Advertisement

Yang–Mills Theory

  • Stephen Bruce Sontz
Part of the Universitext book series (UTX)

Abstract

In this chapter, we try to present the theory as Yang and Mills saw it in [54] some 60 years ago. Rather than develop gauge theory in all its generality and then remark that the Yang–Mills theory is just a special case, we want to show the ideas and equations that these physicists worked with, and see later how the generalization came about. So we will use much of the notation of [54], including a lot of indices, as is the tradition in the physics literature to this day. This will require the reader to understand the operations of raising and lowering indices, sometimes not too lovingly known as “index mechanics.” Even though [54] is only five pages long, we only discuss in detail some of its topics. Nonetheless, our approach is somewhat anachronistic since it is our current understanding of gauge theory that illuminates the present reading of [54]. Also, we use a bit of the language of differential forms to prepare the reader for the next chapter. However, this language is inessential for the strict purpose of this chapter.

Bibliography

  1. 2.
    V.I. Arnold, V.V. Kozlov, and A.I. Neishtadt, Mathematical Aspects of Classical and Celestial Mechanics, 2nd edition, Springer, 1997.Google Scholar
  2. 7.
    E.B. Davies, Spectral Theory and Differential Operators, Cambridge University Press, 1995.Google Scholar
  3. 12.
    L. Faddeev, Advent of the Yang–Mills field, in: Highlights of Mathematical Physics, Eds. A. Fokas et al., Am. Math. Soc., 2002.Google Scholar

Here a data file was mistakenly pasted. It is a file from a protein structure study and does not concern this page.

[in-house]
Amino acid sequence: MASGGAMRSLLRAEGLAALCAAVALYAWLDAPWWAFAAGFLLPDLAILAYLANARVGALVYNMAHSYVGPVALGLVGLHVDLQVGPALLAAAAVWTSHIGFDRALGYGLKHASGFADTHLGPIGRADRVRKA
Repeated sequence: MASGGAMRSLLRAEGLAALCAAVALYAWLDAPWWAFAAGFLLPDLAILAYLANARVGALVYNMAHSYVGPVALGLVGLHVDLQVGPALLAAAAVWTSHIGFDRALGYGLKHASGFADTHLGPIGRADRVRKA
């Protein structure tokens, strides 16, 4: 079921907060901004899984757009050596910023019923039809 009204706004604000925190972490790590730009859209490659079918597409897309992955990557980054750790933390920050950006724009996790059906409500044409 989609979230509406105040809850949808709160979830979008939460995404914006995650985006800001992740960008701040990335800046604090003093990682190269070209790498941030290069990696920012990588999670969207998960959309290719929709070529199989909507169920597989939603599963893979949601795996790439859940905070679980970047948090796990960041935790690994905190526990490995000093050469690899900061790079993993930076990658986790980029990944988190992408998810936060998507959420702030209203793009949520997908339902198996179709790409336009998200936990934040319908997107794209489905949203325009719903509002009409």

4. 13.
    R.P. Feynman, Quantum theory of gravitation, Acta Phys. Polonica 24 (1963) 697–722.MathSciNetGoogle Scholar
  5. 17.
    W. Fulton and J. Harris, Representation Theory: A First Course, Graduate Texts in Mathematics, vol. 129, Springer, 1991.Google Scholar
  6. 18.
    I.M. Gelfand and S.V. Fomin, Calculus of Variations, Prentice-Hall, 1963.Google Scholar
  7. 19.
    S.J. Gustafson and I.M. Sigal, Mathematical Concepts of Quantum Mechanics, Springer, 2003.Google Scholar
  8. 20.
    B.C. Hall, Lie Groups, Lie Algebras, and Representations, Springer, 2003.Google Scholar
  9. 22.
    P. Higgs, Spontaneous symmetry breakdown without massless bosons, Phys. Rev. 145 (1966) 1156–1163.MathSciNetCrossRefGoogle Scholar
  10. 28.
    J.D. Jackson, Classical Electrodynamics, John Wiley \(\&\) Sons, 2nd edition, 1975.Google Scholar
  11. 36.
    W. Miller, Jr., Symmetry Groups and Their Applications, Academic Press, 1972.Google Scholar
  12. 49.
    V.S. Varadarajan, Lie Groups, Lie Algebras, and Their Representations, Graduate Texts in Mathematics, Vol. 102, Springer, 1984.Google Scholar
  13. 54.
    C.N. Yang and R.L. Mills, Conservation of isotopic spin and isotopic gauge invariance, Phys. Rev. 96 (1954) 191–195.MathSciNetCrossRefGoogle Scholar
  14. 55.
    D.Z. Zhang, C.N. Yang and contemporary mathematics, Math. Intelligencer 15, no. 4, (1993) 13–21.Google Scholar

Copyright information

© Springer International Publishing Switzerland 2015

Authors and Affiliations

  • Stephen Bruce Sontz
    • 1
  1. 1.Centro de Investigación en Matemáticas, A.C.GuanajuatoMexico

Personalised recommendations